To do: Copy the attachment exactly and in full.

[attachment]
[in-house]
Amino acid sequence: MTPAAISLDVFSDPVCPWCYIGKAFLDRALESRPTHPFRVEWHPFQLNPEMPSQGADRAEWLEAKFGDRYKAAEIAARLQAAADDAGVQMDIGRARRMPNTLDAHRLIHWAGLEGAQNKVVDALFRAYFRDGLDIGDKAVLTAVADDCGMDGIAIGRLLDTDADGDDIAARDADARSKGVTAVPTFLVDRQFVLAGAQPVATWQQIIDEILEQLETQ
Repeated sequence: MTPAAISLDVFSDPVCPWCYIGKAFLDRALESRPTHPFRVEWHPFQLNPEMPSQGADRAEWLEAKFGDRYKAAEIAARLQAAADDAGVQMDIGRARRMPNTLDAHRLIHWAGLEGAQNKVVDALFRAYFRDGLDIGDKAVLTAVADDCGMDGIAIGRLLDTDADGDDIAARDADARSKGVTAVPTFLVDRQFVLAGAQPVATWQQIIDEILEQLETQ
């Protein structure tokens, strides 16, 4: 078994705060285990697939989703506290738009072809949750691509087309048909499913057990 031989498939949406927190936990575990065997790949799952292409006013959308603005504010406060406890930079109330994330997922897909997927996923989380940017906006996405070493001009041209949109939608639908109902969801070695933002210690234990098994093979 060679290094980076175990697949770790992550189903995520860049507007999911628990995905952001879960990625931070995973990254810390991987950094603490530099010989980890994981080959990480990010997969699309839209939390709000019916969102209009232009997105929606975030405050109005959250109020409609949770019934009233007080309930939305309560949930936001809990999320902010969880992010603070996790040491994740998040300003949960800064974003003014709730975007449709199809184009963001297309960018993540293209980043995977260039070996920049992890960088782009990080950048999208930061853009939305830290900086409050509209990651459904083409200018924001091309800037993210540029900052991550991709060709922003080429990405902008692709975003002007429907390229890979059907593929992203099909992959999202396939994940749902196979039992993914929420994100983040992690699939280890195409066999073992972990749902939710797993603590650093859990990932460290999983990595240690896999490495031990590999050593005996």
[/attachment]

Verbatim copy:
[in-house]
Amino acid sequence: MTPAAISLDVFSDPVCPWCYIGKAFLDRALESRPTHPFRVEWHPFQLNPEMPSQGADRAEWLEAKFGDRYKAAEIAARLQAAADDAGVQMDIGRARRMPNTLDAHRLIHWAGLEGAQNKVVDALFRAYFRDGLDIGDKAVLTAVADDCGMDGIAIGRLLDTDADGDDIAARDADARSKGVTAVPTFLVDRQFVLAGAQPVATWQQIIDEILEQLETQ
Repeated sequence: MTPAAISLDVFSDPVCPWCYIGKAFLDRALESRPTHPFRVEWHPFQLNPEMPSQGADRAEWLEAKFGDRYKAAEIAARLQAAADDAGVQMDIGRARRMPNTLDAHRLIHWAGLEGAQNKVVDALFRAYFRDGLDIGDKAVLTAVADDCGMDGIAIGRLLDTDADGDDIAARDADARSKGVTAVPTFLVDRQFVLAGAQPVATWQQIIDEILEQLETQ
């Protein structure tokens, strides 16, 4: 078994705060285990697939989703506290738009072809949750691509087309048909499913057990 031989498939949406927190936990575990065997790949799952292409006013959308603005504010406060406890930079109330994330997922897909997927996923989380940017906006996405070493001009041209949109939608639908109902969801070695933002210690234990098994093979 060679290094980076175990697949770790992550189903995520860049507007999911628990995905952001879960990625931070995973990254810390991987950094603490530099010989980890994981080959990480990010997969699309839209939390709000019916969102209009232009997105929606975030405050109005959250109020409609949770019934009233007080309930939305309560949930936001809990999320902010969880992010603070996790040491994740998040300003949960800064974003003014709730975007449709199809184009963001297309960018993540293209980043995977260039070996920049992890960088782009990080950048999208930061853009939305830290900086409050509209990651459904083409200018924001091309800037993210540029900052991550991709060709922003080429990405902008692709975003002007429907390229890979059907593929992203099909992959999202396939994940749902196979039992993914929420994100983040992690699939280890195409066999073992972990749902939710797993603590650093859990990932460290999983990595240690896999490495031990590999050593005996």